RB Samaje Perine—There is plenty of chatter about the Redskins’ need to sign or draft a top running back. But a look at this team’s recent history tells us that they are unlikely to invest major assets in the position. That means that Perine, a fourth-round pick in 2017, will have to become a more consistent runner. It’s not all his fault that he hasn’t done much since he had back-to-back 100-yard games in Weeks 11-12; tough defense, offensive line issues, and game score situations have slowed his production. But he needs to be consistently productive in 2018 no matter who he lines up against.

CB Josh Norman—Unless he gets a pick against the Giants, he will go through the year without any interceptions. Sure, they don’t throw his way all that often and INT’s don’t give you the complete picture of his play. But a CB taking up $20 million in cap room needs to get a couple of picks almost by sheer accident. Norman battled some injury problems and if he wants to justify the final two years and $23 million of salary remaining on his contract, his age 30 2018 season needs to be more impactful.

OLB Preston Smith—The third-year player started strong, with at least half a sack in the first five games. And he’s finishing strong, with three sacks, an interception, and a forced fumble in the last two games. But in between, he had a total of just half a sack in eight games. This follows the pattern he displayed his first two years in the league of being dominant in some games and invisible in others. If he can develop some consistency in his 2018 contract year, he could cash in huge in free agency the following year.

Head coach Jay Gruden—Normally I only include players on lists like this one but if Gruden doesn’t do something to get the Redskins out of their near-.500 rut then nothing else will matter. He needs to change up something, whether it’s pushing the players hard in training camp or perhaps fine tuning his friendly approach to the players. Sure, better luck regarding injuries and a schedule that right now appears to be a bit less challenging will help. But Gruden needs to look at what he can change, too.

Stay up to date on the Redskins. Rich Tandler covers the team 365 days a year. Like his Facebook page Facebook.com/TandlerNBCS and follow him on Twitter @TandlerNBCS.

Timeline  

Days until:

—NFL Combine (3/1) 4
—NFL Draft (4/26) 60
—2018 NFL season starts (9/9) 196

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Need to Know: The five highest-paid 2018 Redskins

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Usa Today Sports Images

Need to Know: The five highest-paid 2018 Redskins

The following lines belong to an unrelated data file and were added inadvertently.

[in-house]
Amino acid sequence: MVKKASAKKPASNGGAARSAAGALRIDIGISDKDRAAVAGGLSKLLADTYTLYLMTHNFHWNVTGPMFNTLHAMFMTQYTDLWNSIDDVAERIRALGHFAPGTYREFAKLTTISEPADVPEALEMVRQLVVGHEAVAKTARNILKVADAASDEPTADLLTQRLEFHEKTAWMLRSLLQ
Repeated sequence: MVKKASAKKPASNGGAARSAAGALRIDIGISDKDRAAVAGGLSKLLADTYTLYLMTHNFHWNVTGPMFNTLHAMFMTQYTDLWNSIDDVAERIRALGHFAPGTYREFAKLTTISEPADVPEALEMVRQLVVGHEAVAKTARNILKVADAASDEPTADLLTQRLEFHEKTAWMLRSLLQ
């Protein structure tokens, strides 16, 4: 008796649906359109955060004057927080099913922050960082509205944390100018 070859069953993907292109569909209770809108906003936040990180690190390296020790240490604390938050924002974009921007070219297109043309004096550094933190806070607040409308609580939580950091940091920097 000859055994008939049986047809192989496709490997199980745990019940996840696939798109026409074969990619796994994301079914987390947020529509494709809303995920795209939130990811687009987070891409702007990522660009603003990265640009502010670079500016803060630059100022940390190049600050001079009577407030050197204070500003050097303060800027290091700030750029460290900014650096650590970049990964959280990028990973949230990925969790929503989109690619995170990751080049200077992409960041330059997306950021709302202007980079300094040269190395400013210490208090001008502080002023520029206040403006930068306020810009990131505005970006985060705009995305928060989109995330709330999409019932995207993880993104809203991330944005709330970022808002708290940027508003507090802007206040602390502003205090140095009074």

Here is what you need to know on this Saturday, February 24, 18 days before NFL free agency starts.

I’m out this week so I’ll be re-posting some of the best and most popular articles of the past few months. Some may have slightly dated information but the major points in the posts still stand. Thanks for reading, as always.

The five highest-paid Redskins in 2018

Originally published 1/12/18

This is how the five highest-paid Redskins per their 2018 salary cap numbers stack up as of now. The list could change, of course during free agency and if a particular quarterback returns. Cap numbers via Over the Cap.

CB Josh Norman, $17 million—The Redskins do have a window which would allow them to move on from Norman. His $13.5 million salary for this year doesn’t become guaranteed until the fifth day of the league year so it would be “only” a $9 million cap charge to move on from Norman, who turned 30 in December. Don’t look for that to happen but the possibility is there.

OT Trent Williams, $13.86 million—He is one of the best left tackles in the business. Those of you out there who have advocated moving him to left guard should look at this cap number, which is way out of line for what a team can afford to pay a guard. At his pay, he needs to be playing on the edge.

OLB Ryan Kerrigan, $12.45 million—He has delivered double-digit sacks in each of the two seasons that his contract extension has been in effect. That’s good value in a league that values the ability to get to the quarterback.

TE Jordan Reed, $10.14 million—The Redskins knew that he might have a year like last year when he played in only six games when they agreed to Reed’s five-year, $50 million extension. They can live with one such season. If he has another one in 2018 they may rethink things.

G Brandon Scherff, $6.75 million—The fact that a rookie contract is No. 5 on this list is a good sign that, as of now, the Redskins’ cap is not top heavy like it was last year. The top three cap hits from Norman, Williams, and Kirk Cousins totaled $59 million, which was about 35 percent of the cap. This year the total cap numbers of the top three come to $43.3 million, 24.3 percent of the estimated $178 million salary cap.

Next five: OT Morgan Moses ($5.4 million), TE Vernon Davis ($5.33 million), DL Stacy McGee ($4.8 million), DL Terrell McClain ($4.75 million), S D.J. Swearinger ($4.33 million)

Stay up to date on the Redskins. Rich Tandler covers the team 365 days a year. Like his Facebook page Facebook.com/TandlerNBCS and follow him on Twitter @TandlerNBCS.

Timeline  

Days until:

—NFL Combine (3/1) 5
—NFL Draft (4/26) 61
—2018 NFL season starts (9/9) 197